Liked by 1 person

  10. Hi Alyssa,

    It’s so frustrating and demoralising to be told you’ve written something that won’t sell. A few years ago I completed a novel I classed as romantic suspense because it had about a 50-50 split of romance to thriller. Several sources told me romantic suspense was hard to sell. Romance publishers think it too thrillery, and vice versa, plus bookshops aren’t sure which section to stock it in, thriller or romance.

    Like you, I love psychological thrillers, authors like Clare Mackintosh and Ruth Ware, so I tried to turn it into a straight thriller. I didn’t manage it yet, though I intend to go back to it. But I started a new novel, a straight thriller, SHIVER, and successfully found publishers.Since you enjoy reading thrillers, it sounds like you’d have a good prospect of writing one. Trends in fiction come and go, and cozies might come back on trend at any time, then you could return to subbing yours.

    Alternatively: did you try other markets, eg. the UK market? The Australian market is so small, with novelists often approaching publishers directly. The UK (and US) markets are much bigger, giving better sales potential. You’d need to approach agents there, not publishers. I’m an Australia based author but I approached UK agents and it wasn’t a problem that I didn’t live in the UK.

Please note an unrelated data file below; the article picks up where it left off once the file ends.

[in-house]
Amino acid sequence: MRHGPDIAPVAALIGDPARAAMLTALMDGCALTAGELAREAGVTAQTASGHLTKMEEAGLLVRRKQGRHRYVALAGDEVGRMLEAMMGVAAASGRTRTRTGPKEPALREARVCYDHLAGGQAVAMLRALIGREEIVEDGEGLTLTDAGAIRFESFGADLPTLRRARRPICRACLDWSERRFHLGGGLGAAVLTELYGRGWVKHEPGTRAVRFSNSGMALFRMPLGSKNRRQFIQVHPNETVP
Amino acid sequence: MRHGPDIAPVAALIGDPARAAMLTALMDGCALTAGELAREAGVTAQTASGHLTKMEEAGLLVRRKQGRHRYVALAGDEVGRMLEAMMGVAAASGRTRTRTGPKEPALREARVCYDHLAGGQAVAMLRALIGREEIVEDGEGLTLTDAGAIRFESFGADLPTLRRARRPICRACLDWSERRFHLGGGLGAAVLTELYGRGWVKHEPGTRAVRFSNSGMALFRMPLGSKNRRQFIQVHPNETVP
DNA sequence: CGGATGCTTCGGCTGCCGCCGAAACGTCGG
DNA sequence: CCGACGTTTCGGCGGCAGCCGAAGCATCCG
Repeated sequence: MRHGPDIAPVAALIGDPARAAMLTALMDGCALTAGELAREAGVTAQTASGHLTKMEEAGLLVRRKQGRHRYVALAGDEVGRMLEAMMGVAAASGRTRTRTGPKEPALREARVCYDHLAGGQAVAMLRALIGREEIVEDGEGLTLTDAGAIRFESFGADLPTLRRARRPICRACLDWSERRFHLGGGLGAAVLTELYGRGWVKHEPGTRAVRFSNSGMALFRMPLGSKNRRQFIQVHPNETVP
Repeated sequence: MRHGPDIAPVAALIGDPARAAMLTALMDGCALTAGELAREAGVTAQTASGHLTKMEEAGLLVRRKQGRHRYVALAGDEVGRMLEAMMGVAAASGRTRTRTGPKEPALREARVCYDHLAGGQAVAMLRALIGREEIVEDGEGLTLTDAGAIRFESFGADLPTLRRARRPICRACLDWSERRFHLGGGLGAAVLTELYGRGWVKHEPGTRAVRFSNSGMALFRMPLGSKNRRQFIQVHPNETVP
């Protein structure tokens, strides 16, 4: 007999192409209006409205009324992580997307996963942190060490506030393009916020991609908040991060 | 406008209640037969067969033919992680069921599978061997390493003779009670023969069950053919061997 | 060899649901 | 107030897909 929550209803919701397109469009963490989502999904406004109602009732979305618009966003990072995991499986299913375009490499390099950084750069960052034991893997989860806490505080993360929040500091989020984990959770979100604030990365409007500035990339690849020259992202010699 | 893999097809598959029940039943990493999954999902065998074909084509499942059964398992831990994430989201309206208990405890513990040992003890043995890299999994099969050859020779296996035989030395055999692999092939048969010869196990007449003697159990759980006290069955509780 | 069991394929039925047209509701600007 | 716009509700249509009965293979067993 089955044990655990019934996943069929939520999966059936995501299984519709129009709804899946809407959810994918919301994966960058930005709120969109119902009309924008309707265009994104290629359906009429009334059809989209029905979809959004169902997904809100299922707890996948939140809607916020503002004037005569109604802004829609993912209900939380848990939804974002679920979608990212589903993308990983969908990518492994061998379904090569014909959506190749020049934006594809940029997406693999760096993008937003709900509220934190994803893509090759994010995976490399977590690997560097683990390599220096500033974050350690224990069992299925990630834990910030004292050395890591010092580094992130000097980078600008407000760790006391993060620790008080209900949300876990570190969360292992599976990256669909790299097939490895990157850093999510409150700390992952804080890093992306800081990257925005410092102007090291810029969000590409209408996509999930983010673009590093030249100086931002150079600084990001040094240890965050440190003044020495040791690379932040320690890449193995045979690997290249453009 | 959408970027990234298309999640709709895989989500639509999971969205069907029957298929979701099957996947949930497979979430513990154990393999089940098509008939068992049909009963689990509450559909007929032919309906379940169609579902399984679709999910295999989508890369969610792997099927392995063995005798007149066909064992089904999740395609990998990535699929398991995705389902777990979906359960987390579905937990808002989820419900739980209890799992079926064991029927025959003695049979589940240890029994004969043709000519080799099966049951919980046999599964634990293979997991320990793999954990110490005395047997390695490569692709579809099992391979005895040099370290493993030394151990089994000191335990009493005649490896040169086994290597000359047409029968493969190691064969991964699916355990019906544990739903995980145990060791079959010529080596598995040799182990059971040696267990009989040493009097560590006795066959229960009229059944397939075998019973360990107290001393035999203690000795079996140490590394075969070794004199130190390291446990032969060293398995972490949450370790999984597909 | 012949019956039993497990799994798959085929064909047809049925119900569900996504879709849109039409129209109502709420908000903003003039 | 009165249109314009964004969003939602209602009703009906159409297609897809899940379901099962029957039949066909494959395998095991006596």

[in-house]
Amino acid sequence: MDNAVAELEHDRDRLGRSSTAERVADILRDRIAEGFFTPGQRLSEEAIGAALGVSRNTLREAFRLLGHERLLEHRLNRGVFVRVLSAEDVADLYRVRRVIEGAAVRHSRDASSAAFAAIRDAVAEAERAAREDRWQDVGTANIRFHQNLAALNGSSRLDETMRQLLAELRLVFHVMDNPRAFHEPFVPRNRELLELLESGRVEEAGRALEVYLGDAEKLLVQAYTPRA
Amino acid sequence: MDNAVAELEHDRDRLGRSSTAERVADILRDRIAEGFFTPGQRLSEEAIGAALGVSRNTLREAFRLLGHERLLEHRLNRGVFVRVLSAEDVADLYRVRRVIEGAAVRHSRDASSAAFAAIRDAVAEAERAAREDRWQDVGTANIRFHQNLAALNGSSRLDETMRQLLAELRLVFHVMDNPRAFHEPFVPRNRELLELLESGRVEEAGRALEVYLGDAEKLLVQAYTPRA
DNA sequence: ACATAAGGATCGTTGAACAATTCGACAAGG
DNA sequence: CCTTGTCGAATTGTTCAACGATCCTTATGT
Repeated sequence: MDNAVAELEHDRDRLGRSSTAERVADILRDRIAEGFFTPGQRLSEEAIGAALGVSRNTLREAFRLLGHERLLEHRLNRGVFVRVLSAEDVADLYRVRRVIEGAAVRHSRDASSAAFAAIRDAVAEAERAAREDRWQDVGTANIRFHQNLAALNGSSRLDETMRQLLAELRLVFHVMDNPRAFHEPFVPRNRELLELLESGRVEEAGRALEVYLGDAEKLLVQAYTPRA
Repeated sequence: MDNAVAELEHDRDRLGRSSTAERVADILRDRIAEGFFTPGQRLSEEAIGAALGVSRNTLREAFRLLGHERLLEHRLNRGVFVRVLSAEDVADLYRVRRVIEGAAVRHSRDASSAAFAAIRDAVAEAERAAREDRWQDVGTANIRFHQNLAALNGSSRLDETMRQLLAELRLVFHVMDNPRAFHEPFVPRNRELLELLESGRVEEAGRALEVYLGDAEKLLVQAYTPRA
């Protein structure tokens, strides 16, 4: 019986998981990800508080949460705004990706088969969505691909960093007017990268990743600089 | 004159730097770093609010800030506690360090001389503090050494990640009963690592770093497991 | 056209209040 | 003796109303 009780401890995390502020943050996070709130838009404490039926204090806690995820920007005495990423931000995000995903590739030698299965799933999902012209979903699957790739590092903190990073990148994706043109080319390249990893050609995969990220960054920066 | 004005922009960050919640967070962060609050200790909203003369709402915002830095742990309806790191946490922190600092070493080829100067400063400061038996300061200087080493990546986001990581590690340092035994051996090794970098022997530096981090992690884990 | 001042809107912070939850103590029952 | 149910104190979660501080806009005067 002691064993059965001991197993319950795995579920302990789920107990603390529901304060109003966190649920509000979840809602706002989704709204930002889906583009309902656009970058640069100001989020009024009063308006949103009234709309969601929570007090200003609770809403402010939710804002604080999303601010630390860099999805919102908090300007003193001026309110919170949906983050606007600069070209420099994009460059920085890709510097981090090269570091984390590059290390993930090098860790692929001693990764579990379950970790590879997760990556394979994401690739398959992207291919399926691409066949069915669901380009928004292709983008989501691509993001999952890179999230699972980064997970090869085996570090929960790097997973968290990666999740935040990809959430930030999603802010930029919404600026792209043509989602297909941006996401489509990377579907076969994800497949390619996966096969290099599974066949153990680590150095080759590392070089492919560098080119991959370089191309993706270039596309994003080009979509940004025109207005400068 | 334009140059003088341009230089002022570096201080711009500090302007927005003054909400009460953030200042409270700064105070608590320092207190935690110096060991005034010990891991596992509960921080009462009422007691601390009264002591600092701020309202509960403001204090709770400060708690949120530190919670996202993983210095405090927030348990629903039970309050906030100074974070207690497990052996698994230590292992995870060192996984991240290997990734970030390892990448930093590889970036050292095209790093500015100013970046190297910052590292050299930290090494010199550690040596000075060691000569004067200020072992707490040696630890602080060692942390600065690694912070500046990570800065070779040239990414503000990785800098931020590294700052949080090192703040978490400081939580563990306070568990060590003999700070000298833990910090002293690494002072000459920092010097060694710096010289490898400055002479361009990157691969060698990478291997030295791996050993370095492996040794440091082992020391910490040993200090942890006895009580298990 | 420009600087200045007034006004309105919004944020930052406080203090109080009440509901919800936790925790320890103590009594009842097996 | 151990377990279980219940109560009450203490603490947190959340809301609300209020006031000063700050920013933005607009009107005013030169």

Or you could of course self-publish. It depends what you want – if you relish or detest the idea of marketing it, if you’d like your writing to provide an income or just a hobby. Anyway, good luck with whatever you decide…

    Liked by 1 person

    1. Hi Allie, thanks so much for reading my blog post and for your comments. From what you’re saying, it definitely sounds like writers have a better chance of finding a publisher if the novel is easy to categorise and of course, is in a category that they think will sell. Fair enough, I suppose. They need to make money back – it’s expensive to publish books. I’ve definitely considered a UK or US agent but haven’t approached anyone yet. I think I will rework this novel into more of a psychological thriller and see what it looks like then. I’ll keep an eye out for your novel, Shiver! If it’s like Clare Mackintosh and Ruth Ware, then I’m sure I will love it.